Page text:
Board to vote on 2 charter school proposals

Programs would offer science and college-prep curricula to middle, high school students

March 02, 2005|By Liz F. Kay | Liz F. Kay,SUN STAFF

Planning for Anne Arundel County's first two charter schools could begin in earnest if school board members approve two applications at a meeting today.

Representatives of the two proposed schools say they feel secure about the process and their applications.

"I'm pretty confident that things are going to go well on Wednesday," said B. Jallon Brown, who would be principal of one of the schools, KIPP Harbor Academy.

KIPP, which stands for Knowledge Is Power Program, would offer a college-preparatory education in the Annapolis area to middle school pupils starting in July. The school also asks parents, teachers and students to commit to extended school days and Saturday sessions throughout the year.

The second proposal, Chesapeake Science Point, would serve as a science magnet school for middle and high school students.

In February, a committee of school system staff that reviewed the applications and interviewed organizers recommended approval, with reservations about their ability to execute the proposed plans, particularly given federal mandates to improve student performance each year. Neither school was familiar with the data reporting requirements of the No Child Left Behind Act, for example.

"They're our scores, so we're accountable for their outcomes," said Kathy Lane, the school system's director of alternative education.

Staff members also questioned the number of resources sought from the school system. Both schools, for example, hoped to contract services such as transportation.

"Basically, they are asking us to do a lot of what it takes to run a school, and that's not the superintendent's vision," Lane said, referring to Superintendent Eric J. Smith.

Brown and Vural "Al" Aksakalli, the project manager for Chesapeake Science Point, said their schools will function if necessary without contracted services from the district.

"We just thought that the partnership might be a simple way to get those services provided," Brown said. "Either way we're flexible and willing to do whatever is necessary to open up our school successfully."

State lawmakers opened the door to charter schools - publicly funded and nonsectarian institutions - when they approved the Maryland Public Charter School Act in 2003. Approval of charter school applications was left with individual school boards.

If the two Anne Arundel applications are accepted, the school system and organizers will develop legally binding charter agreements that will settle details on unresolved issues.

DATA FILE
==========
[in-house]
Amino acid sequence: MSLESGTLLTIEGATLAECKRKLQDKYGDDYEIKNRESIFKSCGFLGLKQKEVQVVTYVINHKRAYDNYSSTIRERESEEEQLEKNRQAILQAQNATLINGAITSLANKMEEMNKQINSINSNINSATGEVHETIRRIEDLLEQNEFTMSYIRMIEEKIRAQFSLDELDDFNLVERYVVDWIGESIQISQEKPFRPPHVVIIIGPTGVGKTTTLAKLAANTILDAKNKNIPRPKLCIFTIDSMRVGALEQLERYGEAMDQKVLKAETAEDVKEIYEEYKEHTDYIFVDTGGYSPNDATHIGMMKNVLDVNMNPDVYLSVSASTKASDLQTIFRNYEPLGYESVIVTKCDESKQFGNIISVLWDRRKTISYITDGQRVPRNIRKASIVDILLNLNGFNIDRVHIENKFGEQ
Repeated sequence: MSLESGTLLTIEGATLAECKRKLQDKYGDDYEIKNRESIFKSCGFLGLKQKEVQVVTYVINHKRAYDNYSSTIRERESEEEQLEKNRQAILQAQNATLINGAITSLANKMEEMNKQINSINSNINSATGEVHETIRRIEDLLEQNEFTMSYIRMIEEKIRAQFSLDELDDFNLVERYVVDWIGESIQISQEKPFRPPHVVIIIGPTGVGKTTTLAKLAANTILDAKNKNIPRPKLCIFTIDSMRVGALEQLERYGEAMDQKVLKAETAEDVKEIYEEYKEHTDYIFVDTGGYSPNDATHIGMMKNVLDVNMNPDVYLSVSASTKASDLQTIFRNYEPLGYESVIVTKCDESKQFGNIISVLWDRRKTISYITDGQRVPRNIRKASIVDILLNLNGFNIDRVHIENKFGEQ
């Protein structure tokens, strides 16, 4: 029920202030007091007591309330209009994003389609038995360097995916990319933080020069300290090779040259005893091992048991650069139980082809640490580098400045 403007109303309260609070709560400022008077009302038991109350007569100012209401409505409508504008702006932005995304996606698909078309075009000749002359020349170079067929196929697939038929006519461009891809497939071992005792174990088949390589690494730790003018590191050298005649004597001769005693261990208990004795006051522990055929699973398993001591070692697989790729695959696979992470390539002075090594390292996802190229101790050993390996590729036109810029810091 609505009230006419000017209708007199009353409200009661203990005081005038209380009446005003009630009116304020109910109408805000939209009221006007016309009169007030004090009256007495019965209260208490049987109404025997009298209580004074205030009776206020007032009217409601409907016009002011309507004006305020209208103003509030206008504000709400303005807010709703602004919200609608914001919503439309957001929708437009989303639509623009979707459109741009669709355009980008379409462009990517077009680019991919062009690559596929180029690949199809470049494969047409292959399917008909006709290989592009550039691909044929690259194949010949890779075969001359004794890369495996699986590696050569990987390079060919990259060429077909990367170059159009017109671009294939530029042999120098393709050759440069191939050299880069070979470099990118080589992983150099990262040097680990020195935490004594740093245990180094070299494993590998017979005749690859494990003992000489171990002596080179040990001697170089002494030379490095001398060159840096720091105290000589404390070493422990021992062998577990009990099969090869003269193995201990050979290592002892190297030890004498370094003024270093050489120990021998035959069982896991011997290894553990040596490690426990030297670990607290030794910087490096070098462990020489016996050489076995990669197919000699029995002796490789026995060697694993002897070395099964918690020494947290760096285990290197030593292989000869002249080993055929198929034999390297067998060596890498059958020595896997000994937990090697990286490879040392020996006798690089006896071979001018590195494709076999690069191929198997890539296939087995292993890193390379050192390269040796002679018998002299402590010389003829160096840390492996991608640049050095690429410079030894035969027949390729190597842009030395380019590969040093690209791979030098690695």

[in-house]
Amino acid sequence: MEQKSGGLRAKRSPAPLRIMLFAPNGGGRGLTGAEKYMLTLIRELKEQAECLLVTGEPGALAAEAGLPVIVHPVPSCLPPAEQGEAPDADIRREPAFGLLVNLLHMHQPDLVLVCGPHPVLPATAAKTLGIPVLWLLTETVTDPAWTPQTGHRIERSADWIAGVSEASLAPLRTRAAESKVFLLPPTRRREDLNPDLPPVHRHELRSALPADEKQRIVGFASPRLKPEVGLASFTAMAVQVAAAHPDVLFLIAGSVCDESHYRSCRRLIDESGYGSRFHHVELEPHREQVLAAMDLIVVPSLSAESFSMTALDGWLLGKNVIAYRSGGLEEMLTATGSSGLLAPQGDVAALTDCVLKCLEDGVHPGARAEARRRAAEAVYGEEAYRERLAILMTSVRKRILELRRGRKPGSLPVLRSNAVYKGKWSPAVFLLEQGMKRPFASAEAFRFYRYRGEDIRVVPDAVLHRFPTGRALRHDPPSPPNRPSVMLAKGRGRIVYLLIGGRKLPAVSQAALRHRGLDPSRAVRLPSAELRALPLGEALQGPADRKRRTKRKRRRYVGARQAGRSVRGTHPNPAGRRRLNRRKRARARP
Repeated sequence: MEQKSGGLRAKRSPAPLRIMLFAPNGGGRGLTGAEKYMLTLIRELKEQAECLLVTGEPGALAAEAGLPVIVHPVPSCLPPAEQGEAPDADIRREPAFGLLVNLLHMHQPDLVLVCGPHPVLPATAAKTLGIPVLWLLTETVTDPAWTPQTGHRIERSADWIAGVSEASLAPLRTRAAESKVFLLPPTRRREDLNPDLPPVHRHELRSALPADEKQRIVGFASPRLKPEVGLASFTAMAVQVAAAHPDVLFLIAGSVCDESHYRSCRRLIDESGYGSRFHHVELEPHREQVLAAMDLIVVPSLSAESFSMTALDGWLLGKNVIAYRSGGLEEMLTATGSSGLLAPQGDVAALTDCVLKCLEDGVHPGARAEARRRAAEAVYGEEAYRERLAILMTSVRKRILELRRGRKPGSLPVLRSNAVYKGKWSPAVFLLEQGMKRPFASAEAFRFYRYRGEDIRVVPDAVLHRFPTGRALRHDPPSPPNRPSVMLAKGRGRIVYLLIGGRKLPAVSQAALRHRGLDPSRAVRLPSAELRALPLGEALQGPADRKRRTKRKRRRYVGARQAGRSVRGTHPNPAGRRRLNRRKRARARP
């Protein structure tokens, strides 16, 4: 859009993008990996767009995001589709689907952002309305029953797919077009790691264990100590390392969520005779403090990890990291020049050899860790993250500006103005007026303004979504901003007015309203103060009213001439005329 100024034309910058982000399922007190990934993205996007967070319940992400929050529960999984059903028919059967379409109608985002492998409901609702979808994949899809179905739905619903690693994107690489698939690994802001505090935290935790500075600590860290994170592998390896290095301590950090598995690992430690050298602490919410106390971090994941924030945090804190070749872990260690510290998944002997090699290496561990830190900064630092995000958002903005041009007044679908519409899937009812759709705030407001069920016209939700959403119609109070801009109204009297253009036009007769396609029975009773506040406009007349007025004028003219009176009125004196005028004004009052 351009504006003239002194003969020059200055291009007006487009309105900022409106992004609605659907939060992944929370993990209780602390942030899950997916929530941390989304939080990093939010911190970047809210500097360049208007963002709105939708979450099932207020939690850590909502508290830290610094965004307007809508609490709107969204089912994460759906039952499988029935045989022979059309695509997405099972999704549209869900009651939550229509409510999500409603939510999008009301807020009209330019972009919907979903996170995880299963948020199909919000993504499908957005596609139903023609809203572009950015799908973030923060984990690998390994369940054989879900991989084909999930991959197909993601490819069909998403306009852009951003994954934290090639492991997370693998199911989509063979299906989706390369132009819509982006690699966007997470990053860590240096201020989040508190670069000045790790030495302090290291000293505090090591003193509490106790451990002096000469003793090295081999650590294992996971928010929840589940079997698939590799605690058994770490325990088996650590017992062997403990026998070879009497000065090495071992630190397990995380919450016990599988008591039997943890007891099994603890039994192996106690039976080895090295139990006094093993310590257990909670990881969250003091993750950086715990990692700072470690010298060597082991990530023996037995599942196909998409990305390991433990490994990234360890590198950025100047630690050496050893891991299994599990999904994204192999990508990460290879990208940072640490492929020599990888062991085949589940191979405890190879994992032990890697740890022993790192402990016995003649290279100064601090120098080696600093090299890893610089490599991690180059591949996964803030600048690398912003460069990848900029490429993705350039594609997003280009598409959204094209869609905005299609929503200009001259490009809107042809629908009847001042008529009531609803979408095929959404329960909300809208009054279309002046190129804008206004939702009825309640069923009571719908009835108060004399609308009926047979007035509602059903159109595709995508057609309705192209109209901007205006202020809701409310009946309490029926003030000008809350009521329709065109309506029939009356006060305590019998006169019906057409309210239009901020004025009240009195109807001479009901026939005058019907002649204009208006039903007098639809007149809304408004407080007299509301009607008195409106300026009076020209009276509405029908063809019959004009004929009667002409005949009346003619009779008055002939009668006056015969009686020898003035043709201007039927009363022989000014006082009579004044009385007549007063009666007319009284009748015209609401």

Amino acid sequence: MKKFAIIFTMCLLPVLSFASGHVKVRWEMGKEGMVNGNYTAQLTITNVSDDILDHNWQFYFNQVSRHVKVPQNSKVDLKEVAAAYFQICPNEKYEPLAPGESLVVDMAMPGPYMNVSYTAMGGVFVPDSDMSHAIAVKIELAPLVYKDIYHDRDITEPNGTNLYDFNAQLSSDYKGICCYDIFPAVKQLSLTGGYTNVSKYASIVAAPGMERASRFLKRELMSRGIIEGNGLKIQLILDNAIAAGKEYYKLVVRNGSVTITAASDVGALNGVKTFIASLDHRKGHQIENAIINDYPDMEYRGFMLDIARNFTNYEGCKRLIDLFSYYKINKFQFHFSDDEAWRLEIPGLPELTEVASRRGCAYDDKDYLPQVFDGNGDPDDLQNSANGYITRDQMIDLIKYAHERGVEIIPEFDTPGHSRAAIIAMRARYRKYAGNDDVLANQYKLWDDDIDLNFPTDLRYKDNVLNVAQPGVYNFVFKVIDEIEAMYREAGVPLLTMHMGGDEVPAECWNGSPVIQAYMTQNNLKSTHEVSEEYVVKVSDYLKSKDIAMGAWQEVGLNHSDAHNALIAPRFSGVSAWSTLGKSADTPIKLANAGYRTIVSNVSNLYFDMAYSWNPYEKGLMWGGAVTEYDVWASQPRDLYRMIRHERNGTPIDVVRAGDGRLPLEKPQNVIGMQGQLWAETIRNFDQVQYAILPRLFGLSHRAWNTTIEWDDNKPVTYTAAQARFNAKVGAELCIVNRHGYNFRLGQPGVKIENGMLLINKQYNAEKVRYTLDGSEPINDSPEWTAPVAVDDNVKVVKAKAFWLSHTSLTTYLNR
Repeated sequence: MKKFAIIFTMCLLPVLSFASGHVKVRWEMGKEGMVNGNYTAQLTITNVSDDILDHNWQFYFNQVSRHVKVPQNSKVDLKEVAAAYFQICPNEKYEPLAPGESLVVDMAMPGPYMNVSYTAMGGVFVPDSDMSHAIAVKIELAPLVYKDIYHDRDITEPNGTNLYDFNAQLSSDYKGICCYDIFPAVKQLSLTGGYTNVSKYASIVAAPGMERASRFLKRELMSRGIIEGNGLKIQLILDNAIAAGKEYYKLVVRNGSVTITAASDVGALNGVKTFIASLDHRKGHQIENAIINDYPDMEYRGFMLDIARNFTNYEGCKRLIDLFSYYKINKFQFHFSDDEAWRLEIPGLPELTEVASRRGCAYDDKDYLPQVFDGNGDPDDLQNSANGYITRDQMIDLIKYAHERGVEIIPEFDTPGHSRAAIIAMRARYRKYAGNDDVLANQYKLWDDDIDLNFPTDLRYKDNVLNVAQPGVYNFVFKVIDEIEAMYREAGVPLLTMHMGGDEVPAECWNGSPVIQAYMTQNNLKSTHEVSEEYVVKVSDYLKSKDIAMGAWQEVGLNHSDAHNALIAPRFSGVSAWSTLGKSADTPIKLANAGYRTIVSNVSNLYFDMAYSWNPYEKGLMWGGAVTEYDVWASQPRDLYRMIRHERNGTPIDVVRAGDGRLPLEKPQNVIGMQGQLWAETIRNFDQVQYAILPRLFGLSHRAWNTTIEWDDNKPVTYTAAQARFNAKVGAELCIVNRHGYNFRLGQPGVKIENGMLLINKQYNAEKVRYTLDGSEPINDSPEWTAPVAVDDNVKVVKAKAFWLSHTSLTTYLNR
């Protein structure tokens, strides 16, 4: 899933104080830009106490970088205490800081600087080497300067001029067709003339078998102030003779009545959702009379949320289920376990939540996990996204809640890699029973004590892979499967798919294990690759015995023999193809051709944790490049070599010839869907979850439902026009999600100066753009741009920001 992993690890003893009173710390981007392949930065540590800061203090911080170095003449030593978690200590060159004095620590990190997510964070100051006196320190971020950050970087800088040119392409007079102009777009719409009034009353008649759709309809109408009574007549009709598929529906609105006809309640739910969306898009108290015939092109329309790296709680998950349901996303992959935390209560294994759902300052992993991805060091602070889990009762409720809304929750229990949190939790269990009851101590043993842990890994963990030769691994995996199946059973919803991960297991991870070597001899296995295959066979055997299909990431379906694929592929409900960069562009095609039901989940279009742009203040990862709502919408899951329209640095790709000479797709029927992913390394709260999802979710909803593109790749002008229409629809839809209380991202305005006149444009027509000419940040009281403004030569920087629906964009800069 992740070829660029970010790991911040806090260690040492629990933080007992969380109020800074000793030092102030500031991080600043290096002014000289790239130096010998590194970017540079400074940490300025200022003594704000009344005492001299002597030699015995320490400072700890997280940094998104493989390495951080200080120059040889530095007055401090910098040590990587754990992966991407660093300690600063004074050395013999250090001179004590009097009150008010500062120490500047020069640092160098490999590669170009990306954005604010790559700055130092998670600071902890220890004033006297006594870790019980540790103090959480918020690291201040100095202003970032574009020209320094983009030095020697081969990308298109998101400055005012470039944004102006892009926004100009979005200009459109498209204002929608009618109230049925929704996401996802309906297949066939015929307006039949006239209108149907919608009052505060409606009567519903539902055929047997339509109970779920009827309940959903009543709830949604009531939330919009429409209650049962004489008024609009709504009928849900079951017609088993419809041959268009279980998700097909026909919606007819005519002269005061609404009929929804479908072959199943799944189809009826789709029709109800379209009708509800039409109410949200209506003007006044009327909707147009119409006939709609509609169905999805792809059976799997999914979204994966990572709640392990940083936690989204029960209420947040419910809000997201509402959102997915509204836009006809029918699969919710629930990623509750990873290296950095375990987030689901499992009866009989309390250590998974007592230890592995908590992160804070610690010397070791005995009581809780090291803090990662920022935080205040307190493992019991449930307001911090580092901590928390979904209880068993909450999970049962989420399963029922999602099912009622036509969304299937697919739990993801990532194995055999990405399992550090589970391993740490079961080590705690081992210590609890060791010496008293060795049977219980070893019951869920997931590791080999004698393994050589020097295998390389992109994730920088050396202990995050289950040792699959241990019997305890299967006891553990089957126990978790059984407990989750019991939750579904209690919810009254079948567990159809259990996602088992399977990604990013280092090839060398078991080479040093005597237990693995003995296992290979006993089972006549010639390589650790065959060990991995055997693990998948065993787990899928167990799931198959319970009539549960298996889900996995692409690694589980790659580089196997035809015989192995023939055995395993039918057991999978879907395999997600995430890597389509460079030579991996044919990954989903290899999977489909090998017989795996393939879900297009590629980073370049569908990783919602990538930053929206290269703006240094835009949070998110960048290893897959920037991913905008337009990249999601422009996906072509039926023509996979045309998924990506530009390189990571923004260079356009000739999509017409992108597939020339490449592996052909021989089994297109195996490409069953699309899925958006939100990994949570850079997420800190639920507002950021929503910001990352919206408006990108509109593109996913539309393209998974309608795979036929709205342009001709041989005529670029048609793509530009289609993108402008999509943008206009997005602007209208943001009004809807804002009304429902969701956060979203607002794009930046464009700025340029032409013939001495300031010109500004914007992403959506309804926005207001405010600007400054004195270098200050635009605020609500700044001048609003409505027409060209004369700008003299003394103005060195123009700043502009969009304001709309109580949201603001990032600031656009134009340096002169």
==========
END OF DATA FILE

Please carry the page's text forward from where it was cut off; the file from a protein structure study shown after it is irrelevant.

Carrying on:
School board members have expressed some concerns about the proposals and the board's responsibilities. Organizers of a proposed charter school can appeal a local board's denial to the state board of education.

Community groups such as RESPECT Inc., a coalition of African-American organizations in Anne Arundel County, have expressed their support of KIPP. But Mary Alice Gehrdes, a parent of several students in the Annapolis feeder system, questioned whether the school belonged in Annapolis.

Research funded by the Annapolis Challenge grant showed students would benefit from the continuity of remaining in the public school program, she wrote in a letter to board members in January.

An application for a third school, the LITE Public Charter School, is being finalized, said April Bramble, who would be the school's principal. Organizers hope to start offering classes during the 2005-2006 school year, although the first day will probably be postponed until October or December.

"We're just trying to make sure that we have a very well-written application so the delays will be limited," she said.

Proposed public charter schools

KIPP Harbor Academy

Mission: college-preparatory education for students who would be first-generation college students Location: Annapolis Population: grades 5 through 8 Proposed opening date: summer 2005 Number of pupils in the first year: 80 fifth-graders

Chesapeake Science Point

Mission: focus on science, math and technology Location: Glen Burnie Population: middle and high school Proposed opening date: fall 2005 Number of students in the first year: 120 sixth- and seventh-graders Source: Anne Arundel County schools

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